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4 hours ago, user said:

Yeah, the same challenges of testing and distribution. And manufacturing. And convincing people to actually take the medicine. And unforeseen circumstances. Molnupiravir won't be the end of this pandemic. I think the end of this pandemic will probably come in the form of the distractions that a myriad of riots and localized civil wars will provide. Up until recently I was convinced things would be better at some point but I've lost all faith, the tail of this pandemic will see us into the next catastrophe. We're fucked.

The testing seems to be moot at this point, the effectiveness doesn't seem to be in doubt. Distribution will be the developed countries first, just like the vaccines. I agree it won't be the end of the pandemic. In fact, while this is a good tool when used responsibly in conjunction with a vaccination program, I'm afraid this will be another excuse for anti-vaxxers to not take the vaccine. At this point, I think we should strap them down Clockwork Orange style and force feed the little babies.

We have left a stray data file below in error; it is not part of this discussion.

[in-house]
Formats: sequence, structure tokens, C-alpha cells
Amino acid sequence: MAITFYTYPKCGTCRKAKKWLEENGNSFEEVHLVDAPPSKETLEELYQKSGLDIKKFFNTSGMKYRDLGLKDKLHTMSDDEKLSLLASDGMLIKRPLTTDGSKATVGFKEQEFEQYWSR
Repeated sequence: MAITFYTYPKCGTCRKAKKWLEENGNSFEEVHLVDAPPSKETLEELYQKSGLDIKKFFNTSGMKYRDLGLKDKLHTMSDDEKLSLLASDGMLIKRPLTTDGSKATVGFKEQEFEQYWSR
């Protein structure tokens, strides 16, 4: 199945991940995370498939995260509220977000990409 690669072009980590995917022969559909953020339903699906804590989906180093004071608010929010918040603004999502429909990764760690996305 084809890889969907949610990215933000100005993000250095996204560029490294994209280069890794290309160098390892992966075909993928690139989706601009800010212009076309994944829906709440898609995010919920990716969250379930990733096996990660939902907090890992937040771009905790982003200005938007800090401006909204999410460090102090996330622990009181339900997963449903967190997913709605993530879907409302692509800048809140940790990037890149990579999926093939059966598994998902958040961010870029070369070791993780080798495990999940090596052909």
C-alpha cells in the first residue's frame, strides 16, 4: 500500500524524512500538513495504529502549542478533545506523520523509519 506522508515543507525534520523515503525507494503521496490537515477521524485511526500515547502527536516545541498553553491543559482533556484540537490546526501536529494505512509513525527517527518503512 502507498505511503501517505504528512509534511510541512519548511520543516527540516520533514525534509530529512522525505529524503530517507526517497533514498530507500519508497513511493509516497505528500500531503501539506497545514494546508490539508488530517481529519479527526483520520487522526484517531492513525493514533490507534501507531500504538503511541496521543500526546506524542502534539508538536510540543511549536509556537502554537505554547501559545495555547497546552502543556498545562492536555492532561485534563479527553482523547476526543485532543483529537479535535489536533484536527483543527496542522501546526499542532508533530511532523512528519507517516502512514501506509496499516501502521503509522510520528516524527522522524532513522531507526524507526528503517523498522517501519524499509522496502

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On 11/20/2021 at 7:27 PM, manmower said:

Encouraging signs that effects of a 3rd dose go beyond restoring the protection offered by the first two.

 

had my booster yesterday. ive noticed the talk of dramatic improvement in protection after it. involved mixing or varying type / make of it, so 1st two were astrazeneca (march, may) and third is pfizer. one observation has been that some people seem to believe they were told what was necessary and they did it, now it's being changed (adjusted, really) as data comes in and time goes on. initially one dose was portrayed as vaccinated, then they shifted to 'fully vaccinated' when second doses timing and necessity became clearer. some don't think its necessary to do a booster; many feel safer as time goes on, and some are getting a shock as they imagine it's not going to reach them. this is an oversimplification and misunderstanding, to my eyes.

for me, as the UK had many deaths and much mishandling, the need to be obvious and reliant upon vaccination whilst also wanting to not be definitive (matter of fact, preferably) about making a move to require it (from an early time) meant too much liberty was actually too much room to manoeuvre and dismiss. long before first lockdown here it was clearly spreading fast and killing people quickly. vaccination could have been positioned before any other action was taken due to development process (global, started late '19 early '20) coming long before major issue (late march) in the press or from government. i think we'll long see major deaths globally, and more mandates / protests next year or two, as well as younger age groups and further doses and improvements on how long it lasts. taking time to get people to realise just how many vaccines and responsibilities to society they already accept that are no different to this one.